chutem

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Gear

  • Main Canopy Size
    170
  • Reserve Canopy Size
    160
  • AAD
    Cypres

Jump Profile

  • Home DZ
    skydive arizona
  • License
    A
  • License Number
    45827
  • Licensing Organization
    uspa
  • Number of Jumps
    488
  • Years in Sport
    2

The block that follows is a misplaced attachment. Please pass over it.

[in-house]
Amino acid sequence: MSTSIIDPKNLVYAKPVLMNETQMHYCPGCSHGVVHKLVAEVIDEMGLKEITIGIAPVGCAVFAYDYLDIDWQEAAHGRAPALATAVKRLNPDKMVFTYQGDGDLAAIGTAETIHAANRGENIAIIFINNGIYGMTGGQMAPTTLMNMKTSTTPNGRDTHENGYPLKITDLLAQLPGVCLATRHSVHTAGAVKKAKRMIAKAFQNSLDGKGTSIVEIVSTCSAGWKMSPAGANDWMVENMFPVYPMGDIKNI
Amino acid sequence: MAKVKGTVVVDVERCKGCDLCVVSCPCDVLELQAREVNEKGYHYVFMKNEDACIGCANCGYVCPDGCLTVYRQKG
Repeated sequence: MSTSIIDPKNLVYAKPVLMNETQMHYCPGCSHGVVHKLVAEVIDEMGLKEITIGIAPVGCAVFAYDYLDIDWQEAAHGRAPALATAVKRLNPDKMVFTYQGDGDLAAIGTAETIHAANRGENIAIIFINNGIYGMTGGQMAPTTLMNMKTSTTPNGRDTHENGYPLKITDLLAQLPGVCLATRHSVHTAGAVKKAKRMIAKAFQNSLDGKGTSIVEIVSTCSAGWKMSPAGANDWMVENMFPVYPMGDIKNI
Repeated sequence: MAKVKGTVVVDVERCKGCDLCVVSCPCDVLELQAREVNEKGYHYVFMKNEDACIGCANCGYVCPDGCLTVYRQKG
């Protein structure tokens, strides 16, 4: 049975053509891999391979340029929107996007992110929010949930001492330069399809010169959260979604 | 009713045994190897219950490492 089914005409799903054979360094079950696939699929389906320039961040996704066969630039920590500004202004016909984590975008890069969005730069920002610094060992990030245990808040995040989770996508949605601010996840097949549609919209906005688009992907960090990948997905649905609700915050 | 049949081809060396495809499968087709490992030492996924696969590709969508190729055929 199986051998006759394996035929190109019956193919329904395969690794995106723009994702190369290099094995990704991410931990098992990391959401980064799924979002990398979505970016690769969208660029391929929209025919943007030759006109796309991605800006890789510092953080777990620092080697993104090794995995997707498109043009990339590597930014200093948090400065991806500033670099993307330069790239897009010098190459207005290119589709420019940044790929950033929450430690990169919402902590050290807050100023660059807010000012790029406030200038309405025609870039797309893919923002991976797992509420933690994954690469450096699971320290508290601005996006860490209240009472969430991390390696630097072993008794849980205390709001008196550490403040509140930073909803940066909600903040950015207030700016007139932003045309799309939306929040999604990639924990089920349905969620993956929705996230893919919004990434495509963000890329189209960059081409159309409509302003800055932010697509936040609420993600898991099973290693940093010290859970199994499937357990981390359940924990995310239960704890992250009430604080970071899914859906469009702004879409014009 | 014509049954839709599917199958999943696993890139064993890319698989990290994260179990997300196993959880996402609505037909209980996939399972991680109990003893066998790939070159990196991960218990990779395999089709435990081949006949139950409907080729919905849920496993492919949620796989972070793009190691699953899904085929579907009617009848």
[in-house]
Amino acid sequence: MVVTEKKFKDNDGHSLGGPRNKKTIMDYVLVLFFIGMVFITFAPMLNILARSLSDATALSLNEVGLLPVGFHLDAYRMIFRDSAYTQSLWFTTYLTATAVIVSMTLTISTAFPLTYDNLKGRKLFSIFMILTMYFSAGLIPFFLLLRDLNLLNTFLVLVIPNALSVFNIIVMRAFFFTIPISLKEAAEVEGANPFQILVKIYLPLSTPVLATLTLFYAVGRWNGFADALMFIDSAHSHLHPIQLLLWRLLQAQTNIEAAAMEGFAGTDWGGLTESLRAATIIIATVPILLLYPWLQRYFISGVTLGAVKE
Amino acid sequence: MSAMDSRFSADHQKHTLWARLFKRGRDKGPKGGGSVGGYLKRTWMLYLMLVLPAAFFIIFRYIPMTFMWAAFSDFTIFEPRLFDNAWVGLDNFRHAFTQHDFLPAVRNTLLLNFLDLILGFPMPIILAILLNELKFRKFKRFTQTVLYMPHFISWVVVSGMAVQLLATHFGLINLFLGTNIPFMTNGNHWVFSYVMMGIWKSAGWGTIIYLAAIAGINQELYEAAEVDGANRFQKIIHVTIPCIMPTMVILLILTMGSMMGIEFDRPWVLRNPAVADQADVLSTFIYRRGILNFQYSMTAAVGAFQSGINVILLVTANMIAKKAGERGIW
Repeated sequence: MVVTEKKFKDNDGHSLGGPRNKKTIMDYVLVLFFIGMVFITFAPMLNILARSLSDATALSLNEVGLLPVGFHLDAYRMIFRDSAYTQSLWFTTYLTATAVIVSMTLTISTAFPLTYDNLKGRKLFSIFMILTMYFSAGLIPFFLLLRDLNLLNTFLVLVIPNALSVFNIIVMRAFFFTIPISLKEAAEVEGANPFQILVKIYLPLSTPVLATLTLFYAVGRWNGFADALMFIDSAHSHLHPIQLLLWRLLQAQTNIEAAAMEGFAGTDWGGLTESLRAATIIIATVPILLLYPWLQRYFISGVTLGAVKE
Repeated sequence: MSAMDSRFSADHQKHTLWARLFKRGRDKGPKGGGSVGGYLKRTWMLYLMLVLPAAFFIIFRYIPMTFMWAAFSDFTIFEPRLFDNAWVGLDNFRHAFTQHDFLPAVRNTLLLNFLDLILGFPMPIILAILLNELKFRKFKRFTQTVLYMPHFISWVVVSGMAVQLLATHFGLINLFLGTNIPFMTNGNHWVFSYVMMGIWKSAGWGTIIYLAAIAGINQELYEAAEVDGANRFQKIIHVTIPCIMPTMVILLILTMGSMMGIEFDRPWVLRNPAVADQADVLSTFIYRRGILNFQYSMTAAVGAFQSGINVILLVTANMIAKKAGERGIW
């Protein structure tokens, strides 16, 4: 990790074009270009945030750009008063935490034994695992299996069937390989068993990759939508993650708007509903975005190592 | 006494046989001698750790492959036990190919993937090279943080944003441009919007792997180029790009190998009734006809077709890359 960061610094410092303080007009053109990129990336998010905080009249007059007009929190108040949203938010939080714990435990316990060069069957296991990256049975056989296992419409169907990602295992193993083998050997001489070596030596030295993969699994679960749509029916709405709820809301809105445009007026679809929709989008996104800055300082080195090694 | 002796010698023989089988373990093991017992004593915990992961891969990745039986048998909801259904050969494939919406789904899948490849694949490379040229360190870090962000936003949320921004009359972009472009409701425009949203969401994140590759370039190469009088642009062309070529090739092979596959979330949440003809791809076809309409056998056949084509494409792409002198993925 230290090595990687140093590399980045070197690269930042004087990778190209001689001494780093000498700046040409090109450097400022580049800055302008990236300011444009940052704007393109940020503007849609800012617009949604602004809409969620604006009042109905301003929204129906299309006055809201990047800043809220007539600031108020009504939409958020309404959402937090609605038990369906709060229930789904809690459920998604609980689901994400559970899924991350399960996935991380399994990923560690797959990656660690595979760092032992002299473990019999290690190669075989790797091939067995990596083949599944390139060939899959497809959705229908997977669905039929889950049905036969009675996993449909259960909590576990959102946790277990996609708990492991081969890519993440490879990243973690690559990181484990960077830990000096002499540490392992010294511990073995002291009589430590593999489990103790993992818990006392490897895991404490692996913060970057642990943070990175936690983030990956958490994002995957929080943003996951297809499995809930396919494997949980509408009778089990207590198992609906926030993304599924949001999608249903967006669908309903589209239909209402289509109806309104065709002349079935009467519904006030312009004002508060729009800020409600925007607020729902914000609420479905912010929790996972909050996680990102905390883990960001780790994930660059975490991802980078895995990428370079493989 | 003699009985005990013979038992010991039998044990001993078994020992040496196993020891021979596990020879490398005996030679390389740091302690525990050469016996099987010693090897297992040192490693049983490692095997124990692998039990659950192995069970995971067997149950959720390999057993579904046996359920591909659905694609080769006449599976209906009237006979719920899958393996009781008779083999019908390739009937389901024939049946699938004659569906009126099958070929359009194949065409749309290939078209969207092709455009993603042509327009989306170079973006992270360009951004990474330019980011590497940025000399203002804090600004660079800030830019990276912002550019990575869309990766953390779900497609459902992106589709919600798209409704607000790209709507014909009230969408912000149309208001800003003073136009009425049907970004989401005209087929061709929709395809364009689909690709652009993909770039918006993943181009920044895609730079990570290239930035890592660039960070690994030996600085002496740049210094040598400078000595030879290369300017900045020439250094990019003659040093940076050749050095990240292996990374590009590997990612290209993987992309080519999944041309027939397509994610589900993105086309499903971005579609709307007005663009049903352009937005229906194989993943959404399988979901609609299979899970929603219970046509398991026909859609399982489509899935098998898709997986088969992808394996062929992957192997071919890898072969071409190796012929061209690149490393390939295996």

1. This is copy/paste from a post by "Spizzzarko" a while ago. I thought it was a very good explanation of how to achieve the thread title. Here is a post I made about two stage flares: "I think when people are talking about staged flares they are just passing on bad information! Think of it this way. In its simplest form there are three areas to a landing. 1. Approach 2. Plane out 3. Stopping To transition from your approach to plane out, you need to give input to the canopy whether it is toggles or rears. Now do you stop from there? NO. You have to give more input to the canopy to transition from plane out to stopping, correct? Now I'm going to introduce a little bit more of a radical concept here, so everyone take a second and catch your breath... Let's first of all get rid of this concept of a two or three staged flare. You don't come in flare halfway, stop, and then flare the rest of the way do you? If so you are doing it wrong. Does that method work? Yes, sometimes, but we are a little more advanced than that, aren't we? I believe this concept was brought about by the old timers who were transitioning from F-111 to ZP canopies. They used this when their canopies would balloon up when they flared all the way like they were used to with their F-111's. Let us take the three areas that I spoke of earlier and make them into just one. 1. Landing You need to start thinking this way because, when you are transitioning to smaller faster canopy's, landing doesn't just happen when your altitude reaches zero. Many of the high speed low drag dudes here will probably agree with me that landing for them starts just after they get everything stowed away after opening. Watch them, and talk to them, and you will soon see that every maneuver they make is to set up for landing. There is really no more "Playing Around" when you get to small canopies. Now let us get back to Landing. Your approach flare and stopping should all be one smooth movement. Only flare as much as you need to maintain the altitude above the ground that you want. Try looking at the horizon during this part of you landing. I want you to standup right now and look at a far doorknob or something out your window on the horizon. Now stand on your toes, and then back on your flat feet. Do you see the difference in your sight picture? Now how much have you actually moved? 3 to 4 inches if that. Now that you have that mastered, think about continuing your flare only as much as you need to, so that your sight picture does not change! I told you it was going to get radical! Now that we are flying flat and level over the ground we eventually need to stop. Well just keep flaring, and maintaining your sight picture. Eventually you will have flared so much that your canopy will no longer be able to produce the amount of lift required to hold your body in the air. This is usually when you put your feet down on the ground. I can't tell you how many people I see that don't fly their canopy to it's fullest potential, and then complain that their canopy doesn't have enough flare to support their fat ass's, and that they need to get a Velocity because it has a more powerful flare Learn to flare your canopy all of the way. You should not have to run out your landings very much if you are flaring it correctly, even on low wind to no wind days. If you change your thought process, and learn to fly your canopy to its fullest then you will be unstoppable!"